LS: You can go, Kelly.
KS: Okay, cool. I mean, I’m always happy to talk, but Leisa, did you [Leisa and Kelly laugh] want to say something?
LS: I have things I can say. I’ll add to you. Okay. Well, the only thing I was going to say was, yes, basically that the malefics and benefics do still carry significations regardless of which house they’re ruling. And seventh, it’s more straightforward so it couldn’t describe like any other topic in the chart, the quality of how that area of life will go for you or describe the relationship partners or things like that. With the first house, it can be a little bit more complicated only in that it represents you, and so it can sometimes be how you bring those qualities yourself to situations. And so, sometimes if it’s a malefic or something but it’s really in the Ascendant sometimes maybe like especially whatever house that is then placed in like maybe you bring some issues to that area of life rather than it coming from other people in that area of life to you if that makes sense. And the other thing is sometimes with the first house, it can pertain to health as well since the first house also represents your body. I’m still looking for additional tools to differentiate this if I don’t know ahead of time or haven’t talked to the person yet because sometimes it’s not like a malefic ruling the Ascendant is like you being problematic, it’s actually like your body being problematic and so there’ll be some health issues, that kind of thing.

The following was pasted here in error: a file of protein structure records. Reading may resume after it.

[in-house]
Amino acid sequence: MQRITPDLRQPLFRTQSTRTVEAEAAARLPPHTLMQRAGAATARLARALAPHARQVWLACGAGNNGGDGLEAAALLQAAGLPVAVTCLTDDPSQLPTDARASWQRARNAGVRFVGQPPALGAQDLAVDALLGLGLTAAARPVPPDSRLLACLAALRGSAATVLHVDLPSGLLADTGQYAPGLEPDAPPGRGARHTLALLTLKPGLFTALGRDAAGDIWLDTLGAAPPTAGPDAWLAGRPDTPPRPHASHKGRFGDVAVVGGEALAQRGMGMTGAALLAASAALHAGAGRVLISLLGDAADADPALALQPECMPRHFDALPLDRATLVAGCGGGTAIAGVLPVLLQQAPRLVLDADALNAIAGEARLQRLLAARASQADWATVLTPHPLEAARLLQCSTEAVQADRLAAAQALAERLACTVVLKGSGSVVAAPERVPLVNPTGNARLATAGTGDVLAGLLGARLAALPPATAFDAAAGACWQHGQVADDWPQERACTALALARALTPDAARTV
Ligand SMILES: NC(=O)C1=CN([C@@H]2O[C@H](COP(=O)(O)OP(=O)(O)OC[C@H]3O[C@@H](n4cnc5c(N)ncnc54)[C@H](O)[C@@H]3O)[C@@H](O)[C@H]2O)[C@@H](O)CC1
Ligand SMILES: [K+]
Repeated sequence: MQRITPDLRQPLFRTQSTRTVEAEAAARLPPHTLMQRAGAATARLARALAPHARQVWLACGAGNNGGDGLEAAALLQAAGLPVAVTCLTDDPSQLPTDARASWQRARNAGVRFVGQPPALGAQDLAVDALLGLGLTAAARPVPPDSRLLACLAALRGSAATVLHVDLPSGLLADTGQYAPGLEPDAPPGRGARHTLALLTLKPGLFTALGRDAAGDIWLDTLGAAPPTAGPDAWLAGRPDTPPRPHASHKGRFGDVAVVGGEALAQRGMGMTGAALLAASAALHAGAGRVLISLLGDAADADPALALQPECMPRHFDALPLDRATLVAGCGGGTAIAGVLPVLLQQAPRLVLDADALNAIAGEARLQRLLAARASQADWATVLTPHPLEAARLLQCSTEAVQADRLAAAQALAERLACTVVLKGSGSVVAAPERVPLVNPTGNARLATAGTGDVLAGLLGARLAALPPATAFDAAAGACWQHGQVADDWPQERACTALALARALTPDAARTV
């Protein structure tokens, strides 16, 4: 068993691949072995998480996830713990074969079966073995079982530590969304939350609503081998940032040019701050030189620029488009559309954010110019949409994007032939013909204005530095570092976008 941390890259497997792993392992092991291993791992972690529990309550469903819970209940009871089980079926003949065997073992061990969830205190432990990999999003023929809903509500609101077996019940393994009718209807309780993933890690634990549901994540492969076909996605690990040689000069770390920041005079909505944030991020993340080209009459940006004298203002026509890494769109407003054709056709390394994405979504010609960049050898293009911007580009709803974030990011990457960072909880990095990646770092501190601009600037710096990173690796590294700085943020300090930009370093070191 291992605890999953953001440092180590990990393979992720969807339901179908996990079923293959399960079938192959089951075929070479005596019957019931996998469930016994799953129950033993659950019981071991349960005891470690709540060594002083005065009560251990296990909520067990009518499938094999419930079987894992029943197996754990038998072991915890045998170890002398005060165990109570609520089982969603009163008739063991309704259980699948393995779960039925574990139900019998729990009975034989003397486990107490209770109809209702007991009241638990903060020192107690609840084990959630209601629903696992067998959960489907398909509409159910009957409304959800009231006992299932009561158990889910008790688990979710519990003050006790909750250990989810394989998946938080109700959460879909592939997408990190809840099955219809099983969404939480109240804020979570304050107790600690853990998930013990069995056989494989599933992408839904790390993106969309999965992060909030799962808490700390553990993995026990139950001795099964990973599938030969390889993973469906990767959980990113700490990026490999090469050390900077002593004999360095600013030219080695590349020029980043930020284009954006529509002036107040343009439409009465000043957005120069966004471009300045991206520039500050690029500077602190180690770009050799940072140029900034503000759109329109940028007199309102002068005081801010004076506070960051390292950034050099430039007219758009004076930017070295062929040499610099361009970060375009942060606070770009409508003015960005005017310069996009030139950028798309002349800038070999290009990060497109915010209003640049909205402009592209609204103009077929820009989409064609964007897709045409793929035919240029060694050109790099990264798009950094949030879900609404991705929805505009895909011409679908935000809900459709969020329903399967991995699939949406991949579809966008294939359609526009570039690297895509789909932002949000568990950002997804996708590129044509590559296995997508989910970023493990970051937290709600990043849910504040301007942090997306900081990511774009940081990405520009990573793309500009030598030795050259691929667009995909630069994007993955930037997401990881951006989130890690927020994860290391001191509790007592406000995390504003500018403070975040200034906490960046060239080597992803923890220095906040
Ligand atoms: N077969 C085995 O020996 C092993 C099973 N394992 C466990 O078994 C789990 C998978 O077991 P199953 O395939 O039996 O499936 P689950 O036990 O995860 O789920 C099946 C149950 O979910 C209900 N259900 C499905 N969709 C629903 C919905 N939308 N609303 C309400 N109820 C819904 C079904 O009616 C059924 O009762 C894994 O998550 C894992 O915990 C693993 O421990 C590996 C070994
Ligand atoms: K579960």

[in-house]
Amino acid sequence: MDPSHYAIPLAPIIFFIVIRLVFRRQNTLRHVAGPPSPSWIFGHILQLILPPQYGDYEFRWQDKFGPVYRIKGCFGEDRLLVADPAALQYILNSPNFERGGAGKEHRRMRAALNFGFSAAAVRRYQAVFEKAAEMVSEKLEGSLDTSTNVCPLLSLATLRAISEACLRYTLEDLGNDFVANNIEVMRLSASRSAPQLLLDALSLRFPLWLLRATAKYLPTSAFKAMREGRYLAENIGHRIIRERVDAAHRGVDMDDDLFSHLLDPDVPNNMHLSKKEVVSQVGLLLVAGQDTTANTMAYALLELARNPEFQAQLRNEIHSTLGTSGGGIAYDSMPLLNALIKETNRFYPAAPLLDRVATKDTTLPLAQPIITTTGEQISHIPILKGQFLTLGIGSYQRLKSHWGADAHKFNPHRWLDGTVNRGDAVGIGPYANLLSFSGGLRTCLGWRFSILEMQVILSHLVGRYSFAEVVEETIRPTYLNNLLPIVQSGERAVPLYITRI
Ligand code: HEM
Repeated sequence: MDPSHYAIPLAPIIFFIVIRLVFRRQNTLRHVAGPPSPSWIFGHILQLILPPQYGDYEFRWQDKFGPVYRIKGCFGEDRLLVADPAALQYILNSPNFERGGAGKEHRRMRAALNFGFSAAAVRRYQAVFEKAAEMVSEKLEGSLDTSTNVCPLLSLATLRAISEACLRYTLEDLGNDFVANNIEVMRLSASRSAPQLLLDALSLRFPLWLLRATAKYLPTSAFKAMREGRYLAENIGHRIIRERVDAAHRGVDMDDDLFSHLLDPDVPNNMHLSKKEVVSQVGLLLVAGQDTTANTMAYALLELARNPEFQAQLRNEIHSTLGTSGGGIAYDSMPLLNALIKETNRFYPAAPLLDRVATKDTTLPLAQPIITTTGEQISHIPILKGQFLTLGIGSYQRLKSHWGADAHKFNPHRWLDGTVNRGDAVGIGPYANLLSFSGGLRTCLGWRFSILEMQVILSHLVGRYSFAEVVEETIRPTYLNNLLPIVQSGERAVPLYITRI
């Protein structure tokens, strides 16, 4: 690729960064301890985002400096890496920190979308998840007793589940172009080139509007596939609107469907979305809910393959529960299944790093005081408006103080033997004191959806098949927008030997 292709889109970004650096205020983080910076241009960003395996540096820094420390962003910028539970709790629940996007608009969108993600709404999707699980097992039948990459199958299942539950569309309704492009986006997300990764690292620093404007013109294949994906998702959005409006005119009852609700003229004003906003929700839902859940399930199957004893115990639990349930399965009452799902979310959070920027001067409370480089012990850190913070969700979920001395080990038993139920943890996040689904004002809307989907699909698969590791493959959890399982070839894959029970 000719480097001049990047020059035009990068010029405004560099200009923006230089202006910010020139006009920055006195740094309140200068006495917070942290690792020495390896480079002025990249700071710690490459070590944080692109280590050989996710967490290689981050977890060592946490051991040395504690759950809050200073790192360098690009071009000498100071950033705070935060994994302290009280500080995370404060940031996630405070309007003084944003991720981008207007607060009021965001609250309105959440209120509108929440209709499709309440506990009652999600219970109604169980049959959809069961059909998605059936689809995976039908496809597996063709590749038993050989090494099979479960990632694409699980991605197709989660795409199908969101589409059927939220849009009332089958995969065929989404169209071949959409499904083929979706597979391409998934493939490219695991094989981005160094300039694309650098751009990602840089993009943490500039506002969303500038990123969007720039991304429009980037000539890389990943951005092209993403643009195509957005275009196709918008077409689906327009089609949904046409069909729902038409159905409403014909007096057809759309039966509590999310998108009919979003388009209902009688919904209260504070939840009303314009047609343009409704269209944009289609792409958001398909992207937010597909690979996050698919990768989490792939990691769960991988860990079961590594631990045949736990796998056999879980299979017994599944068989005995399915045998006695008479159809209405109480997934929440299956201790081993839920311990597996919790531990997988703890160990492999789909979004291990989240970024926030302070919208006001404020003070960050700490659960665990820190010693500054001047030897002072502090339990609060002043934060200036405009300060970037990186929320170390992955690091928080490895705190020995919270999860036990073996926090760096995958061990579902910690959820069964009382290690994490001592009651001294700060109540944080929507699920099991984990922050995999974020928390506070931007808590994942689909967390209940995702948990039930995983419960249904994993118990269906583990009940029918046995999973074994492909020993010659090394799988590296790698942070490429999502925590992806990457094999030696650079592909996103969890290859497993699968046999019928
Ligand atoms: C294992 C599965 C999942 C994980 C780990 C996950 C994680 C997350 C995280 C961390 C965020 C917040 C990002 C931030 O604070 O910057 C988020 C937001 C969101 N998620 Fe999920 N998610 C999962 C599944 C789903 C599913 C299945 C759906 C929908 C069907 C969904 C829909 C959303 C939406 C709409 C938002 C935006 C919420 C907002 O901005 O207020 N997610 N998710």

KS: Yeah, I was going to speak to that as well, Leisa, because I actually just had a client this very week who had Saturn ruling her Ascendant, and in the chart, Saturn was also placed in the sign of its detriment, so I guess there’s a double factor there. But she had some kind of chronic and ongoing health conditions. So, I guess the malefic nature if we like is still there and just manifesting specifically to the topics in question.
CB: Right. So, and that’s an important point in terms of, when it comes to the rulers of the houses, is the planet or its condition and what it signifies, is it just representing the circumstances? Sometimes it’s just representing the circumstances surrounding that area of life like Leisa was saying to the extent that the first house signifies the body and the physical health and vitality. Sometimes when the ruler of the Ascendant is not in a good situation in the chart, it can indicate challenges or struggles surrounding physical matters or matters relating to the natives health, whereas other times, if it’s like a benefic and it’s connected to the first house, it can quite literally mean positive things with respect to the body. One of my favorite things, one of the things I point out in my long, I think, like 10-hour lecture on this, in my Hellenistic astrology course is one of the ways that’s sometimes traditionally interpreted or delineated, especially if there’s a benefic like in the first house, is that there’s something about the natives physical appearance or body that’s like aesthetically pleasing or beautiful so that the native is actually handsome or physically attractive in some way. So I use the two examples of, the first one was Paul, the actor Paul Newman, who had, I think, Venus in the first house conjunct the degree of the Ascendant and in his obituary in the New York Times, he was said to be like strikingly handsome or something like that or like eerily handsome. Then the other, the female example, I think I used was Angelina Jolie, who also had like Venus conjunct the degree of the Ascendant or something like that.